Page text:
This is Stephen Blackmoore's second novel and it's unrelated to his first, City of the Lost
at least in terms of sequels or series. There are a few tenuous
connections--such as the mysterious bar with multiple hard-to-find
entrances, etc--but it's really a stand-alone novel. So if you've
never read Stephen Blackmoore, feel free to pick this one up and start
The basic premise is that Eric Carter is a necromancer, someone who can
see, talk to, and manipulate the dead. It's a power he was born with
and after a sorcerer killed his parents, he fled Los Angeles and used
his powers to make a living . . . so to speak . . . abandoning his
sister in the process. Now, fifteen years later, he learns that someone
has brutally murdered his sister, so he returns to L.A. to find her
killer . . . and perhaps to take responsibility for the numerous
mistakes he's made in his life, including running away in the first
place. But of course, he stumbles into something much larger than his
sister's death, and he may just be forced to deal with the
responsibility of his own powers in the process.
I thought this was a good book. I'll repeat that I'm not a huge fan of
urban fantasy, so take that into account with this review. Stephen
Blackmoore does some really cool stuff in this book. His idea of what
necromancy is, and the ways in which his character uses those powers,
has been taken to a whole new level here. It's dark and gritty and
definitely not nice, which is the way necromancy should be. But his
main character--while rough and tough and deadly--also has a "good"
side. You can see his humanity and you can see his struggle dealing
with his own power. He's been traumatized and burned by his power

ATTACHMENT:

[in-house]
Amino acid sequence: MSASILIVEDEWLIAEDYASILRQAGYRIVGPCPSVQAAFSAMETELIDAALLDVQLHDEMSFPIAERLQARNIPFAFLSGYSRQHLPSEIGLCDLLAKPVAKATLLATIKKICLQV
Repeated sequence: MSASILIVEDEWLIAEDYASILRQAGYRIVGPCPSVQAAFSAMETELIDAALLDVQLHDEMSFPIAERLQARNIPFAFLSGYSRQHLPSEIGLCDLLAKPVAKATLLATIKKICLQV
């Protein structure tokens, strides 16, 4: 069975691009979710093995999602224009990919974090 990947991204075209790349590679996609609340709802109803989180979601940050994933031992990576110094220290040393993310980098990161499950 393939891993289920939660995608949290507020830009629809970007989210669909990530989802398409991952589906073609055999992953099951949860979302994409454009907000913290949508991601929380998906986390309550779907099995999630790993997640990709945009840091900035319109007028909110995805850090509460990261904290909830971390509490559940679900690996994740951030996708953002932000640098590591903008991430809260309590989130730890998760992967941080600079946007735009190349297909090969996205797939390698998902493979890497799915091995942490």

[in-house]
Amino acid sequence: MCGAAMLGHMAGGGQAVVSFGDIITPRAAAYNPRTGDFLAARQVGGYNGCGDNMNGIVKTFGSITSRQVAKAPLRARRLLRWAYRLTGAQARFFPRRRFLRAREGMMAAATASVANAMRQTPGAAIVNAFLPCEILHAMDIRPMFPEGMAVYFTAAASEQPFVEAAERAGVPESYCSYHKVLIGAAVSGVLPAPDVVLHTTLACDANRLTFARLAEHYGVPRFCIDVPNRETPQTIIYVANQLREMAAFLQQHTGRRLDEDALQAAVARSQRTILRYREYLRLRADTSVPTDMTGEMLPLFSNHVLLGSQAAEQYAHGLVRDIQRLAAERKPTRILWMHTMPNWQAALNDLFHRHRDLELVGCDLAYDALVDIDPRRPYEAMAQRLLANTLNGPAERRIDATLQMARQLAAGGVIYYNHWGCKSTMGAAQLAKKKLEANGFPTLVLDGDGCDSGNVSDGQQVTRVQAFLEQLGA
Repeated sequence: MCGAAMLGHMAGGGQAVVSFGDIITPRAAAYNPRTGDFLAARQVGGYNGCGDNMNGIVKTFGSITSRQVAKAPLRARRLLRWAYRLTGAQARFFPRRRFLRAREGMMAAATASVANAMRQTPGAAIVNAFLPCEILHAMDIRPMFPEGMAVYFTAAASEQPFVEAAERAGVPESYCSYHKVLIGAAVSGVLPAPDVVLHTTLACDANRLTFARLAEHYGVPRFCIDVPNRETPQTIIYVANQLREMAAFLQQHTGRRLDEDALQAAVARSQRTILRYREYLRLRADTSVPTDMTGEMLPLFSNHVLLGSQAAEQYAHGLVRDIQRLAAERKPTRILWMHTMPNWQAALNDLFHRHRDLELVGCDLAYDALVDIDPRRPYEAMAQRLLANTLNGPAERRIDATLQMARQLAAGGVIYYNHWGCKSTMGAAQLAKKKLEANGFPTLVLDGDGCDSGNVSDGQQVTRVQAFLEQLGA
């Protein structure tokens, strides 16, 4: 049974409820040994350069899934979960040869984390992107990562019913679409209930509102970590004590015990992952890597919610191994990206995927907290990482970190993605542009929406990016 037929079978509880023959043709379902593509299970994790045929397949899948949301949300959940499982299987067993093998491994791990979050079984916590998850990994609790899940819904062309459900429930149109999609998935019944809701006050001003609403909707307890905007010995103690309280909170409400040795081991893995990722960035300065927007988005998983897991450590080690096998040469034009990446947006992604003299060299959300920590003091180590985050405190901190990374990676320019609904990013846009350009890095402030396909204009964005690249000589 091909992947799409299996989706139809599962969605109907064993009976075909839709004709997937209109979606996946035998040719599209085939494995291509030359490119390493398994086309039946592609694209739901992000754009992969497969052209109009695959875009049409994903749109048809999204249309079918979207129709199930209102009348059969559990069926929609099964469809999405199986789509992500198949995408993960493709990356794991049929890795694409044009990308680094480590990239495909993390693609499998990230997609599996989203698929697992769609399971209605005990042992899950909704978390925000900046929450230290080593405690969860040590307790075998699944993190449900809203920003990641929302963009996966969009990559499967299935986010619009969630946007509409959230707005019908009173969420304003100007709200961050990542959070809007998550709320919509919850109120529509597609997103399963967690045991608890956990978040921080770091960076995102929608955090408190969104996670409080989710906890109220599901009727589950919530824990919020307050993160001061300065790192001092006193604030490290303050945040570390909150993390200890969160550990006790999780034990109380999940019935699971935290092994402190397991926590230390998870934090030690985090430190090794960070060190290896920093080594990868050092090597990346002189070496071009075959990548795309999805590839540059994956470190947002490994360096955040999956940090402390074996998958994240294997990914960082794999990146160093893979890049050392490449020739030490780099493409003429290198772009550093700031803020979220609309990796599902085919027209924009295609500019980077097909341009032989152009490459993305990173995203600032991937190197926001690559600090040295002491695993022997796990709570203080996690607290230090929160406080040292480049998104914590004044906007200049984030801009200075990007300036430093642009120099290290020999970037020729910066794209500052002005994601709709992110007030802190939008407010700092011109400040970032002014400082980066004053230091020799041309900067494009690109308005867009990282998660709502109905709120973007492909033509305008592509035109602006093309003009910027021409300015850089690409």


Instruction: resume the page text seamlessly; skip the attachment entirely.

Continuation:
often, but he's still fighting to remain "normal" in some sense. So the
world set-up and the characters in the book are great.
However, I thought the plotline wasn't as strong as it needed to be.
It didn't quite hang together as strongly as it could have and there
were a few "loose ends" that I didn't quite believe. In essence, Eric
Carter came across as smarter than he behaved at certain points. I
thought some of the clues about what was really going on were rather
obvious and Eric should have picked up on them much, much earlier. If
he had, it would have forced the plotline to become more complicated
(unless the book was going to end rather abruptly and be a novella
instead). And that's what was missing. The "complications" in the plot
felt a little forced, brought on by the inability of the main
character to see what was happening, and this made the plot feel weak
and loose to me. If more time had been spent on the plot, if it had
been developed more, the book would have been much, much stronger. The
world and characters could certainly have supported it.
So, a good book, but not as strong as Stephen's first book. Certainly
entertaining, but I thought it could have supported a much stronger,
more complicated plot.
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